3D Printing Technology – Advantages and Risks

3D Printing Technology – Advantages and Risks

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3D printing is a new emerging technology with applications at the civilian and military production. However, it has some cybersecurity and other implications that require further consideration.

In additive manufacturing (AM), commonly called 3D printing, a computer sends the software containing a product design to one or more printers, which builds the product, in ultra-thin layers, from many kinds of materials — plastics, metals, drugs, paints and even human tissue.

The Federal Aviation Administration (FAA) recently certified the first 3D-printed part for GE commercial jet engines, and companies like Ford Motor Company are using AM to build products and prototypes.

But there are several hazards stemming from this technology. According to 3ders.org, enterprise 3D printing has been included in the 10 at-risk technologies detailed by the Computer Emergency Readiness Team (CERT) Division of the Software Engineering Institute at Carnegie Mellon University recent report.  

Risk and Insurance points to defective and counterfeit product exposures that might arise for all participants along the manufacturing continuum.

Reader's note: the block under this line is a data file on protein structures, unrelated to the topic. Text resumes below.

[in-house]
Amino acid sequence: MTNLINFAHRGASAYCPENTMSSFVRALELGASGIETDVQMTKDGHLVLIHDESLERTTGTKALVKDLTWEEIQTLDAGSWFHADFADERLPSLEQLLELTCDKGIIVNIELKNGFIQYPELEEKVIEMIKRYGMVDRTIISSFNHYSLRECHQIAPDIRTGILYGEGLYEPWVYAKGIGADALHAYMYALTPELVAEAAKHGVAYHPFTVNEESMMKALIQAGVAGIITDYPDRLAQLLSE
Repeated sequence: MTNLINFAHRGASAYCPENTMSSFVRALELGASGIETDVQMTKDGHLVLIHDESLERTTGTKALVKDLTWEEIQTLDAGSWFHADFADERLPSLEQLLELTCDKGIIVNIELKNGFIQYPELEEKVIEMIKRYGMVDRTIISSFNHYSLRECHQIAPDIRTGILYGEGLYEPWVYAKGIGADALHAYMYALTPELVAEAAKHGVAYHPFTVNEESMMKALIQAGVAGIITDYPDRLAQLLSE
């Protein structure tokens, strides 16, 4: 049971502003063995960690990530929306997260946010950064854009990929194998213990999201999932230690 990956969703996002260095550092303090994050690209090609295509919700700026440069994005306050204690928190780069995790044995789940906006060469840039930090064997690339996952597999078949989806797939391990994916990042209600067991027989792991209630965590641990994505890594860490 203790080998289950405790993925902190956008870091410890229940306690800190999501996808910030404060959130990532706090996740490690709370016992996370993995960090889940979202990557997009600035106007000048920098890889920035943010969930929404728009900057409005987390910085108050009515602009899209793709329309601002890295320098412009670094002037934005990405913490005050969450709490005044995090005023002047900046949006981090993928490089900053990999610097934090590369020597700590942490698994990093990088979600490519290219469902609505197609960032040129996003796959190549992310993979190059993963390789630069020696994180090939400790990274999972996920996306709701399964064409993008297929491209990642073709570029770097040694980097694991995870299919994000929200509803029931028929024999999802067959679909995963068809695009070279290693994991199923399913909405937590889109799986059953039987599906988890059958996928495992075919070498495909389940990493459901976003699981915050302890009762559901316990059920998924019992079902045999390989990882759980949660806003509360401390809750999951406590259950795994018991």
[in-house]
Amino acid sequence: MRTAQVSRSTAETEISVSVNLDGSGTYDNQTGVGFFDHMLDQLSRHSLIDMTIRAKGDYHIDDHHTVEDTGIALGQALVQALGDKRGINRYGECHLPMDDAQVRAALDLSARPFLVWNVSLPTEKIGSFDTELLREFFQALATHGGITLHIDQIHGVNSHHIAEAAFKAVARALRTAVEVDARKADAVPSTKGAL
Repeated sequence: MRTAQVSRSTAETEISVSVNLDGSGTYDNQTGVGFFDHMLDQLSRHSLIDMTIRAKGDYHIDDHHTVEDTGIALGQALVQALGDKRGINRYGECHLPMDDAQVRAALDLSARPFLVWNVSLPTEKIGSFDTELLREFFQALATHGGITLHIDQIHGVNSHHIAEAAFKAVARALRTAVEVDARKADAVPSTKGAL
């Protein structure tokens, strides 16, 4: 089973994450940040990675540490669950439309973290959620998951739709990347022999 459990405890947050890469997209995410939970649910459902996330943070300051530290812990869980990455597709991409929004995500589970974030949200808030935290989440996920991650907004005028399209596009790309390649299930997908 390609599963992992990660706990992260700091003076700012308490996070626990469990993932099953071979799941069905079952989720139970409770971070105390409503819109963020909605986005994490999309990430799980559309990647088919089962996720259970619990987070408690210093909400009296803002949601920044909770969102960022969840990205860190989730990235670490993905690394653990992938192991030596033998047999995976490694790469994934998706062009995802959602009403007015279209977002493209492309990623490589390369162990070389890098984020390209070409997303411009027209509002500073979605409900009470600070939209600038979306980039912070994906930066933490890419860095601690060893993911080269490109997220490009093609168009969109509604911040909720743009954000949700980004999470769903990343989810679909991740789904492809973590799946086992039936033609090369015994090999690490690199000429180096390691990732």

From the aspect of cyber security, Homeland Security Newswire says the new technology poses some of the same dangers unearthed in the electronics industry, where trusted, partially trusted, and untrusted parties are part of a global supply chain. This is according to findings reported by an NYU team of cybersecurity and materials engineers.

The researchers examined two aspects of 3D printing that have cybersecurity implications: printing orientation and insertion of fine defects. “These are possible foci for attacks that could have a devastating impact on users of the end product, and economic impact in the form of recalls and lawsuits,” said researcher Nikhil Gupta. Additive manufacturing builds a product from a computer assisted design (CAD) file sent by the designer. The researchers reported that the orientation of the product during printing could make as much as a 25% difference in its strength.

However, since CAD files do not give instructions for printer head orientation, malefactors could deliberately alter the process without detection.

Another researcher pointed out that “with the growth of cloud-based and decentralized production environments, it is critical that all entities within the additive manufacturing supply chain be aware of the unique challenges presented to avoid significant risk to the reliability of the product.” An attacker could hack into a printer that is connected to Internet to introduce internal defects as the component is being printed. “New cybersecurity methods and tools are required to protect critical parts from such compromise,” he said.

When the researchers introduced sub-millimeter defects between printed layers, they found that the defects were undetectable by common industrial monitoring techniques, such as ultrasonic imaging, which do not require destruction of the sample. Over time, materials can weaken with exposure to fatigue conditions, heat, light, and humidity and become more susceptible to these small defects.